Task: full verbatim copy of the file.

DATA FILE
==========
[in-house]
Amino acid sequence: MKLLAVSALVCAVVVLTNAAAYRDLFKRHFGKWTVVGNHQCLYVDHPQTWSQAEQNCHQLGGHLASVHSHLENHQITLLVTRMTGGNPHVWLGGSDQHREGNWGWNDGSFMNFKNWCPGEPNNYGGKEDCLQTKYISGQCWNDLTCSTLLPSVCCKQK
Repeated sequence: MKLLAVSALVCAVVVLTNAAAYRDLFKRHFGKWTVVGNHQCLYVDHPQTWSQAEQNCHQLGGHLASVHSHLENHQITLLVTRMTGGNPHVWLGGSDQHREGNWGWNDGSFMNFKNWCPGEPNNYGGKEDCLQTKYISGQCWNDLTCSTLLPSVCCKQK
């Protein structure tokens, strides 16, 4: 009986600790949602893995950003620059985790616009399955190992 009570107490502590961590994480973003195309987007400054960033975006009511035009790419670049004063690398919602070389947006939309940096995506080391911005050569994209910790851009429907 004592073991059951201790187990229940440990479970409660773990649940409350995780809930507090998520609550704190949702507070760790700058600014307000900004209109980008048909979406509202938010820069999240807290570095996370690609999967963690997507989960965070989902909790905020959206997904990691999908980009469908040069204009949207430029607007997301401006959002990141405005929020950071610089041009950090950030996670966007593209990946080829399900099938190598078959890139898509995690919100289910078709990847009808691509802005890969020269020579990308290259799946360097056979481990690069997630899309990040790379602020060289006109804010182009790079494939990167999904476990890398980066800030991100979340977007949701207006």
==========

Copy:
[in-house]
Amino acid sequence: MKLLAVSALVCAVVVLTNAAAYRDLFKRHFGKWTVVGNHQCLYVDHPQTWSQAEQNCHQLGGHLASVHSHLENHQITLLVTRMTGGNPHVWLGGSDQHREGNWGWNDGSFMNFKNWCPGEPNNYGGKEDCLQTKYISGQCWNDLTCSTLLPSVCCKQK
Repeated sequence: MKLLAVSALVCAVVVLTNAAAYRDLFKRHFGKWTVVGNHQCLYVDHPQTWSQAEQNCHQLGGHLASVHSHLENHQITLLVTRMTGGNPHVWLGGSDQHREGNWGWNDGSFMNFKNWCPGEPNNYGGKEDCLQTKYISGQCWNDLTCSTLLPSVCCKQK
């Protein structure tokens, strides 16, 4: 009986600790949602893995950003620059985790616009399955190992 009570107490502590961590994480973003195309987007400054960033975006009511035009790419670049004063690398919602070389947006939309940096995506080391911005050569994209910790851009429907 004592073991059951201790187990229940440990479970409660773990649940409350995780809930507090998520609550704190949702507070760790700058600014307000900004209109980008048909979406509202938010820069999240807290570095996370690609999967963690997507989960965070989902909790905020959206997904990691999908980009469908040069204009949207430029607007997301401006959002990141405005929020950071610089041009950090950030996670966007593209990946080829399900099938190598078959890139898509995690919100289910078709990847009808691509802005890969020269020579990308290259799946360097056979481990690069997630899309990040790379602020060289006109804010182009790079494939990167999904476990890398980066800030991100979340977007949701207006």